"The Barry S. Cohen Prize Paper."
“Something there is that doesn’t love a wall,” something there is fundamental in human nature and the American ideal, something there is at odds with rigid separation between neighbors. And yet something there is that compels neighbors to continue erecting fences and walls. In Robert Frost’s Mending Wall, nature rises up against the division wall built by the neighbors the year before, “frozen-ground-swell … spill[ing] the upper boulders in the sun,” but the fence-menders pretend their efforts might conquer the forces of gravity and wind. In unspoken agreement, they appeal to magical spells as they balance boulders in wall-form, briefly preventing them from tumbling back into their natural state of repose. “Good fences make good neighbours” the neighbor repeats without requiring practical reasons for the fence or considering costs of maintaining the boundary wall. “Something there is…that wants [the wall] down,” the narrator contemplates pointing out, yet says nothing and continues mending.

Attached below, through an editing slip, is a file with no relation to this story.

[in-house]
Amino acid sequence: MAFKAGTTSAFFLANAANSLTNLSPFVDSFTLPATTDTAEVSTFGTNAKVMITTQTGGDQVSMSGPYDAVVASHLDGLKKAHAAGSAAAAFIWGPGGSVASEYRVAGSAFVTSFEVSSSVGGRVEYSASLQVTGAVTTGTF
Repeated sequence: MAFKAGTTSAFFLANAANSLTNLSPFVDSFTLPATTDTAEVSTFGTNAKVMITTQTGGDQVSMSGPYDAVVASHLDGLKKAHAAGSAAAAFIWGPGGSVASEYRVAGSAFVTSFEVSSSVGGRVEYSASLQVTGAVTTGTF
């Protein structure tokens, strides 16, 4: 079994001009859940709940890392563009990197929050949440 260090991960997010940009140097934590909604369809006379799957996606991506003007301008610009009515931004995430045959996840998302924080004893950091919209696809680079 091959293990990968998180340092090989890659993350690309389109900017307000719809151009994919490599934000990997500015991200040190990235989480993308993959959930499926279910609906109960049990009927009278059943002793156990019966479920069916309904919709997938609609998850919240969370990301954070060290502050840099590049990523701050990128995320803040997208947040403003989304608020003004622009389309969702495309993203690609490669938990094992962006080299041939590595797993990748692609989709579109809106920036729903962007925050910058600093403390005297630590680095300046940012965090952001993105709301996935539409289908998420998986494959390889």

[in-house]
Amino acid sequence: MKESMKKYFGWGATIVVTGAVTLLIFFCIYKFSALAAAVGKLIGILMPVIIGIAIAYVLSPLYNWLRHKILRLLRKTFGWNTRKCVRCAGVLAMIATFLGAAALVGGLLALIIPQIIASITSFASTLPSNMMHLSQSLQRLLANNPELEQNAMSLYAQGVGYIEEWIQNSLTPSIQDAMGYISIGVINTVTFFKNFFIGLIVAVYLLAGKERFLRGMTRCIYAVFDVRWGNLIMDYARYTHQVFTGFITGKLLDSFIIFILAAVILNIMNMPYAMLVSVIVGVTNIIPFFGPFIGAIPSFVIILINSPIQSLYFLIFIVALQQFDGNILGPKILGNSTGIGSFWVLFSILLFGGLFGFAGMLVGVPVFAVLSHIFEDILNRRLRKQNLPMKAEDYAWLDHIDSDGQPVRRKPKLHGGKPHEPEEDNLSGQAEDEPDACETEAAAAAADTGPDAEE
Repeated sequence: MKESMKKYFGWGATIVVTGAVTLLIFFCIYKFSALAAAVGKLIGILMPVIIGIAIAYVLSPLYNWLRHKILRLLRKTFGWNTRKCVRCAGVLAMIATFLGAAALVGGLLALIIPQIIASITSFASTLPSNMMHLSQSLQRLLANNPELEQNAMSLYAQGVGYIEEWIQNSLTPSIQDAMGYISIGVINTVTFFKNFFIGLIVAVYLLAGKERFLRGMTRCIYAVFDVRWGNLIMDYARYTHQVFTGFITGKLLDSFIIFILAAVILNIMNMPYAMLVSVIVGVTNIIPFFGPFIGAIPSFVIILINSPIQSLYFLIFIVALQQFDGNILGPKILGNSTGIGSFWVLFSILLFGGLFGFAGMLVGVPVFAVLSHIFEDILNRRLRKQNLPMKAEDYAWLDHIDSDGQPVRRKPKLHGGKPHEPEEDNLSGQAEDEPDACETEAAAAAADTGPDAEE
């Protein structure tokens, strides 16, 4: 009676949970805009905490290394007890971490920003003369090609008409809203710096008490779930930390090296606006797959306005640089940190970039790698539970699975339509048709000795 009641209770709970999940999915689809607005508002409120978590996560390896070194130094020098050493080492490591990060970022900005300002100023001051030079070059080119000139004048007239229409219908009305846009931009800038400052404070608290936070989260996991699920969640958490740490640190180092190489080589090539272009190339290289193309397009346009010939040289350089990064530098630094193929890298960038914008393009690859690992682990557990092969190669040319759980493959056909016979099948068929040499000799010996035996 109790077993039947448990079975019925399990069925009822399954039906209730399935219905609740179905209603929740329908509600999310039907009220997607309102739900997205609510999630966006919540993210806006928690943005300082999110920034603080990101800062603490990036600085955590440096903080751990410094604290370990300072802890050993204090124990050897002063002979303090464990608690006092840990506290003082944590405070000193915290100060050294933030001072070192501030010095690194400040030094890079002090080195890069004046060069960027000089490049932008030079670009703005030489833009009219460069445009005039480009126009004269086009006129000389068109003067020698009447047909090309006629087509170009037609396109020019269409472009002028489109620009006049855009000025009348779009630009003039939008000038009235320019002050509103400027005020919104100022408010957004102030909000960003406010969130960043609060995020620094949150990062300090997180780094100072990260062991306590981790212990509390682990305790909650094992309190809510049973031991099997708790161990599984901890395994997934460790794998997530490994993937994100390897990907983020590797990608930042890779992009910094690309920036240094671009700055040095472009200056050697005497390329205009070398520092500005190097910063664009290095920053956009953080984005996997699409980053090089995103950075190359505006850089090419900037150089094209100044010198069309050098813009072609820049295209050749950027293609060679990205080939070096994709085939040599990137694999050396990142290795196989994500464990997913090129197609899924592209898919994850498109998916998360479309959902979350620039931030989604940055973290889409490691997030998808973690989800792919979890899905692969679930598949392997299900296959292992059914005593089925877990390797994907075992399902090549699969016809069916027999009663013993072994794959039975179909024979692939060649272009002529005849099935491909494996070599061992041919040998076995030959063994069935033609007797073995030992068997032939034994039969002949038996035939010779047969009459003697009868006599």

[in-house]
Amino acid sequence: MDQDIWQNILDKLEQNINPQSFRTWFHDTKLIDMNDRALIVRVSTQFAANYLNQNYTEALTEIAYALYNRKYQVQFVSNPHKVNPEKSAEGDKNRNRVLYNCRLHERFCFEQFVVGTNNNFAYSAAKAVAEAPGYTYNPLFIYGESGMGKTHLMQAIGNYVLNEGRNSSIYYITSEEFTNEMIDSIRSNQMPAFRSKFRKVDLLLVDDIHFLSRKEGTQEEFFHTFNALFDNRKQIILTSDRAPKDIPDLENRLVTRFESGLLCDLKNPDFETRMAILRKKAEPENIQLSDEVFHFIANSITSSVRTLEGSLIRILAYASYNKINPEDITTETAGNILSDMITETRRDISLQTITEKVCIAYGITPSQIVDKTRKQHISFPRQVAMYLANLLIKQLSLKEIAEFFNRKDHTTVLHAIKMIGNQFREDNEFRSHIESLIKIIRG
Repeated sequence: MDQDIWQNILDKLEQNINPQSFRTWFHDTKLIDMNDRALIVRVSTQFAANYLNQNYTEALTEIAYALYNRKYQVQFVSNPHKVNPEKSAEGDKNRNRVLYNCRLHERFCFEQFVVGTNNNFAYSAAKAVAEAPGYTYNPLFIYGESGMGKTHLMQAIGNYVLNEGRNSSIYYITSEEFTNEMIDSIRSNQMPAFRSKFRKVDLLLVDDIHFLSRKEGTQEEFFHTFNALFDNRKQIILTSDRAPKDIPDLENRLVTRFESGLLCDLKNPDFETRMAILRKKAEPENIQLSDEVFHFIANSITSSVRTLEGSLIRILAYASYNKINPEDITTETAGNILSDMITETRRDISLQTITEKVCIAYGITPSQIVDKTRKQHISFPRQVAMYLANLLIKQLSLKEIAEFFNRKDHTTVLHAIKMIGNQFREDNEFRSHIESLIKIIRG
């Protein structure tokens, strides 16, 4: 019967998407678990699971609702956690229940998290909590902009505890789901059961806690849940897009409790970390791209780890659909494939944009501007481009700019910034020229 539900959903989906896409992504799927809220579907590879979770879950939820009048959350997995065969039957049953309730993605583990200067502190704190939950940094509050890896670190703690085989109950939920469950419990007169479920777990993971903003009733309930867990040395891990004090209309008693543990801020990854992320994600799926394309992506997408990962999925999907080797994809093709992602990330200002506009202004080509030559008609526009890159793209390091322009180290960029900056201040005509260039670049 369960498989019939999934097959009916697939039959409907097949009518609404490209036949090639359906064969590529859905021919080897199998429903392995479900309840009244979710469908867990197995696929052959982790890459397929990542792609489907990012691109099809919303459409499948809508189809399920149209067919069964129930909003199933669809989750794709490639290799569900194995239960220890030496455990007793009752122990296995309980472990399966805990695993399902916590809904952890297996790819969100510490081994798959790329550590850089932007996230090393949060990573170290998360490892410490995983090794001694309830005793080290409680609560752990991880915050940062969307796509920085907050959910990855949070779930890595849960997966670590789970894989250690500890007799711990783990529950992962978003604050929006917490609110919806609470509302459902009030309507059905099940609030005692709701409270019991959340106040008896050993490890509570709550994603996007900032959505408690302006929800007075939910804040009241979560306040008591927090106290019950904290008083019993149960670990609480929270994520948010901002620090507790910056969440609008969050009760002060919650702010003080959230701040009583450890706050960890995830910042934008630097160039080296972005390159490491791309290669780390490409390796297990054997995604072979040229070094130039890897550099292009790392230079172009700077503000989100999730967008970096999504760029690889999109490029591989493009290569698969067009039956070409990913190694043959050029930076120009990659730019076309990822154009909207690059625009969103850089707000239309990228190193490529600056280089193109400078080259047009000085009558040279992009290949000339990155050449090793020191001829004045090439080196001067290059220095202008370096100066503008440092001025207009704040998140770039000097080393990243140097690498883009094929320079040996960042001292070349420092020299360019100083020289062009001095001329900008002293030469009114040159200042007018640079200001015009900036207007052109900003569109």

Date of Authorship for this Version
Nash, Lindsay, "Mending Wall: Playing the Game of Neighborhood Ordering" (2008). Student Prize Papers. 30.